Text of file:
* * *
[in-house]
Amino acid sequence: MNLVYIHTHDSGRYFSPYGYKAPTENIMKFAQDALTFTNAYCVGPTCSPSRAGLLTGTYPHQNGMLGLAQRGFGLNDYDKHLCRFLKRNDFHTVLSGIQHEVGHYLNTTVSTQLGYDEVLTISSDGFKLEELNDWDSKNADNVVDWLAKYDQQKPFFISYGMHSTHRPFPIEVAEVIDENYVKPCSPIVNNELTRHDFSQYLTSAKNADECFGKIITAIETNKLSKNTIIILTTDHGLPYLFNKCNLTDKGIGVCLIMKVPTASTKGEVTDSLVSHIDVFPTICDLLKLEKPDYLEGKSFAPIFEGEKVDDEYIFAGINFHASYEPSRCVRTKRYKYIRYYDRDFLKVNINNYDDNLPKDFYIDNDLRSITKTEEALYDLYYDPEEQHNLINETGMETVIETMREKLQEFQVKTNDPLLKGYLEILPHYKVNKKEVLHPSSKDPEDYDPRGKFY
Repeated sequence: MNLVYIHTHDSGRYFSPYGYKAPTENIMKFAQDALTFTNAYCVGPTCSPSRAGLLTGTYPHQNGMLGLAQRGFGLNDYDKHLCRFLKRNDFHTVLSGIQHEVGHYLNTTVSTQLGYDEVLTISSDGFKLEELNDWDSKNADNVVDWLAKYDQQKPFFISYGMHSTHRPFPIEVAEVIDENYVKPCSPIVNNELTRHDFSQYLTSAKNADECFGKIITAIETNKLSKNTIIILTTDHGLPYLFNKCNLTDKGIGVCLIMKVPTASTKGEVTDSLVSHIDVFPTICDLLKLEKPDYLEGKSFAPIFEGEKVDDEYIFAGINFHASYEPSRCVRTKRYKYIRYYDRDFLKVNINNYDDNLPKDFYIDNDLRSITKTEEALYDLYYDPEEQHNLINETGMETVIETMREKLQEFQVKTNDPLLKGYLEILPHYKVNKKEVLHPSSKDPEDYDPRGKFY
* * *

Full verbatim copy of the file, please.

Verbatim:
[in-house]
Amino acid sequence: MNLVYIHTHDSGRYFSPYGYKAPTENIMKFAQDALTFTNAYCVGPTCSPSRAGLLTGTYPHQNGMLGLAQRGFGLNDYDKHLCRFLKRNDFHTVLSGIQHEVGHYLNTTVSTQLGYDEVLTISSDGFKLEELNDWDSKNADNVVDWLAKYDQQKPFFISYGMHSTHRPFPIEVAEVIDENYVKPCSPIVNNELTRHDFSQYLTSAKNADECFGKIITAIETNKLSKNTIIILTTDHGLPYLFNKCNLTDKGIGVCLIMKVPTASTKGEVTDSLVSHIDVFPTICDLLKLEKPDYLEGKSFAPIFEGEKVDDEYIFAGINFHASYEPSRCVRTKRYKYIRYYDRDFLKVNINNYDDNLPKDFYIDNDLRSITKTEEALYDLYYDPEEQHNLINETGMETVIETMREKLQEFQVKTNDPLLKGYLEILPHYKVNKKEVLHPSSKDPEDYDPRGKFY
Repeated sequence: MNLVYIHTHDSGRYFSPYGYKAPTENIMKFAQDALTFTNAYCVGPTCSPSRAGLLTGTYPHQNGMLGLAQRGFGLNDYDKHLCRFLKRNDFHTVLSGIQHEVGHYLNTTVSTQLGYDEVLTISSDGFKLEELNDWDSKNADNVVDWLAKYDQQKPFFISYGMHSTHRPFPIEVAEVIDENYVKPCSPIVNNELTRHDFSQYLTSAKNADECFGKIITAIETNKLSKNTIIILTTDHGLPYLFNKCNLTDKGIGVCLIMKVPTASTKGEVTDSLVSHIDVFPTICDLLKLEKPDYLEGKSFAPIFEGEKVDDEYIFAGINFHASYEPSRCVRTKRYKYIRYYDRDFLKVNINNYDDNLPKDFYIDNDLRSITKTEEALYDLYYDPEEQHNLINETGMETVIETMREKLQEFQVKTNDPLLKGYLEILPHYKVNKKEVLHPSSKDPEDYDPRGKFY